1. dfs says:

      When you talk about your dentist friend, Gene, I can’t help of thinking of all those people who had valuable data stored on Hypercard. Then one day they woke up to find that Apple had ditched Hypercard and it wouldn’t work on modern Macs. Yeah, I know there’s a third-party product called SuperCard which you can use instead, it runs fine on Intel Macs, but how many foks know this? There must be plenty of people harboring a large grudge against Apple for, as they perceive it, having lured them into entrusting data to this Apple product and then, giving them a royal screwing.

    2. Lawrence Rhodes says:

      As dfs says, HyperCard it a true tragedy. Apple has nothing to replace it. I suppose porting HyperCard to OS X would have been difficult, but by cutting their legacy support efforts here they sure cut a lot of throats.

      I do think Apple could improve their reputation for supporting customers' data by investing in more import filters for old document formats. I'm thinking particularly of Pages support for word processor file formats like MacWrite I, II, and Pro and WriteNow, for which Apple had direct responsibility. Pages does import AppleWorks 6, but more import filters (a one-time expense since the old formats are static and relatively simple) would be a great convenience for users with years of documents. AppleWorks 5 came with dozens of import filters.

      Another example is Apple's uneven support for its native Classic graphic format, PICT. Quartz contains a very good PICT to PDF conversion function, but this hasn't been accessible in Preview since 10.1.x. TextEdit uses this, but Preview renders PICTs only as pixellated bitmaps and scales them incorrectly at that. And in Snow Leopard, neither will handle PICTs unless you run them in 32-bit mode. Over the past two decades Mac users have created billions of PICTs and the translation code already exists -- why make them Just Not Work? At least provide a decent PICT to PDF conversion capability in Preview.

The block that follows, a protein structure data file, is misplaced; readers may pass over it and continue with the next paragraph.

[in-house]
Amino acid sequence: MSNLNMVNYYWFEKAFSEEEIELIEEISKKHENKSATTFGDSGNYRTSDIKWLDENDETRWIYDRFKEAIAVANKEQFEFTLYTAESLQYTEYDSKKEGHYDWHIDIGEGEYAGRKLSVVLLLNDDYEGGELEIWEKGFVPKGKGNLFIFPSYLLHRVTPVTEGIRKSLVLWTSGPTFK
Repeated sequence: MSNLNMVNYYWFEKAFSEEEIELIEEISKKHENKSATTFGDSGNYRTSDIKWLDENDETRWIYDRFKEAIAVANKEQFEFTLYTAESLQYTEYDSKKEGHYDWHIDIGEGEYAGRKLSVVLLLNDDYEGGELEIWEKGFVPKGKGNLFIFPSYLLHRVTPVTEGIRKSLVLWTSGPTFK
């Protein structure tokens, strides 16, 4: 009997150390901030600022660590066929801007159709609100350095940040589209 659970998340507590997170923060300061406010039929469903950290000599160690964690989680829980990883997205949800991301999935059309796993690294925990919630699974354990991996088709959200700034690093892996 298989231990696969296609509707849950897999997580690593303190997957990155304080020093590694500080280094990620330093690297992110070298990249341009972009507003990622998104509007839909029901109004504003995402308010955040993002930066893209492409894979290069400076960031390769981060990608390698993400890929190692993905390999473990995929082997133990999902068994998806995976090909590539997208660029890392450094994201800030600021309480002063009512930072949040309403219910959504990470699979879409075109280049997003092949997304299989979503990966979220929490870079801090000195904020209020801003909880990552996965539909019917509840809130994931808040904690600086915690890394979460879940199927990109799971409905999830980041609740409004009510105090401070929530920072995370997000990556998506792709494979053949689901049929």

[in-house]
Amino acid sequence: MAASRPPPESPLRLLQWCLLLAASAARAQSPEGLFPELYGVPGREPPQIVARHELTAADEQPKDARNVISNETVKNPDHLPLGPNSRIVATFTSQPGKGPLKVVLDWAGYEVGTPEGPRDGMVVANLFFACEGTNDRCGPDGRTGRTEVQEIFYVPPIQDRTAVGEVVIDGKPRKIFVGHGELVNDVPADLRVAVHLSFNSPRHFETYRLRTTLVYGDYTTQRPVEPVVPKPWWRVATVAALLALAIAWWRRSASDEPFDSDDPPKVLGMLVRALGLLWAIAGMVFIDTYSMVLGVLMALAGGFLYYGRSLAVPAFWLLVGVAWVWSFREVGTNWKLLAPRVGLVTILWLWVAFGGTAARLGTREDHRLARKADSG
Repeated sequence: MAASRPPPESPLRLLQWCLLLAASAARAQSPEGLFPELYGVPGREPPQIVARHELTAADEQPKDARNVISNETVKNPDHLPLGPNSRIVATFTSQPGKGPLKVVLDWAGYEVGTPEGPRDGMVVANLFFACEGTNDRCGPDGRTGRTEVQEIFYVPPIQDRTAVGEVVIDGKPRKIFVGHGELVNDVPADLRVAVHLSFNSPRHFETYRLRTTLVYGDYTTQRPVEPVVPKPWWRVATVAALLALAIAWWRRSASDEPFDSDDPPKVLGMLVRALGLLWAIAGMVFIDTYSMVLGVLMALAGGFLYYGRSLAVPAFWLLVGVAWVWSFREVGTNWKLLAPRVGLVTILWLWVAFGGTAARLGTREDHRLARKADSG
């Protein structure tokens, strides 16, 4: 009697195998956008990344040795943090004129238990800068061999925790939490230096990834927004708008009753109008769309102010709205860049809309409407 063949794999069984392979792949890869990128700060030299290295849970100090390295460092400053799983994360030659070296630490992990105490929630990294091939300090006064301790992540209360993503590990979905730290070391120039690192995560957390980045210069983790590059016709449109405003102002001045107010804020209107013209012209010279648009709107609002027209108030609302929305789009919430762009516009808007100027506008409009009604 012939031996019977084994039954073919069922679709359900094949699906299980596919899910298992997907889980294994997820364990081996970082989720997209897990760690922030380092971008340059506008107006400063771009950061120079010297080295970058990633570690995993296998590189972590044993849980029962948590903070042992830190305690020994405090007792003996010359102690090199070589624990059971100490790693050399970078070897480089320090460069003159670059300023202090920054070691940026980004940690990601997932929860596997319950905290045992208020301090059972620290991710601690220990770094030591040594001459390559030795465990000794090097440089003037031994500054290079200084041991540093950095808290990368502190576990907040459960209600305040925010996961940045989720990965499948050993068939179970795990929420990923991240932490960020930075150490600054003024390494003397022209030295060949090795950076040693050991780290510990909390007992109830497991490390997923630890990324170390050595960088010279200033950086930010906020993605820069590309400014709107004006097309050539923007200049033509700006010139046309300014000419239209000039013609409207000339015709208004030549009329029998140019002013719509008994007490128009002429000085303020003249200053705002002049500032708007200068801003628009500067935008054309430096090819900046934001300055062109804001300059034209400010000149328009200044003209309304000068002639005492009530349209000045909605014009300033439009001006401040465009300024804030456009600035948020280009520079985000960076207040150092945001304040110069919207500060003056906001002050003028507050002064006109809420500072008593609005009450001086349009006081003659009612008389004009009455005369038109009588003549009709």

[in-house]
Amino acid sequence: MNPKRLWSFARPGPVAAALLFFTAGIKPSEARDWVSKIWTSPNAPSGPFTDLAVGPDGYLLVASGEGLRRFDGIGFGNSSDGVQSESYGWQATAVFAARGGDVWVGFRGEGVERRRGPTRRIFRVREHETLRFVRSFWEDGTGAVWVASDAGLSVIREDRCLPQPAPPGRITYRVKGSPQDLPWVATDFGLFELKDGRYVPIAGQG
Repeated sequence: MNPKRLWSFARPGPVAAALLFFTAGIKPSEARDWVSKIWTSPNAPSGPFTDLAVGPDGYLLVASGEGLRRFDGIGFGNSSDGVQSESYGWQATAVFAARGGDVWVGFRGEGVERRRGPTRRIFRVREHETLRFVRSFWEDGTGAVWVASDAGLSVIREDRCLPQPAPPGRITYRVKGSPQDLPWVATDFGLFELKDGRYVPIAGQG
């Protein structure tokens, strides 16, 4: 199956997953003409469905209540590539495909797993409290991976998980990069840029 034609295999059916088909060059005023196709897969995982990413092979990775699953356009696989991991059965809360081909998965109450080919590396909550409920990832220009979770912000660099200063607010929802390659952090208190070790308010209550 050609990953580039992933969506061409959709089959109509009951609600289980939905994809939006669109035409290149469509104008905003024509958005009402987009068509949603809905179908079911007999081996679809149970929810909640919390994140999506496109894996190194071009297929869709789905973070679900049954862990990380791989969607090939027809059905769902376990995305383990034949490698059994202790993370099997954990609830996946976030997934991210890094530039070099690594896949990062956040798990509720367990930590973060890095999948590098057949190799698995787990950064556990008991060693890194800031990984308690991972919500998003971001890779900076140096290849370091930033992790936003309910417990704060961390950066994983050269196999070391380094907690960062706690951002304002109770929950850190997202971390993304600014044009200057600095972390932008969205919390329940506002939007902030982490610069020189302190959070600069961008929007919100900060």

3. dfs says:

      “I suppose porting HyperCard to OS X would have been difficult” Not being a programmer, I have no idea how easy difficult this port would have been, but the existence of SuperCard (which I still use all the time to access and add to data originally stored on Hypercard) goes to show that the job would not have been impossible. No, Apple’s decision to discontinue Hypercard must have been made for some reason of corporate policy, not a merely technical one. And, i. m. h. o., it is the worst policy decision Apple has made since Steve came back. Not only was it a bad choice in its own right, it also raises the question of what other things Apple is currently encouraging us to rely on that it might likewise kill off in the future. And (as best as I can recall) Apple did nothing to alert Hypercard users to the existence of SuperCard or maybe help them out a bit in its purchase (it’s not inexpensive). I myself just stumbled across it, I have no idea how many other Hypercard users happened to do the same. So this decision was particularly bad because it damaged the relation of trust between Apple and its custome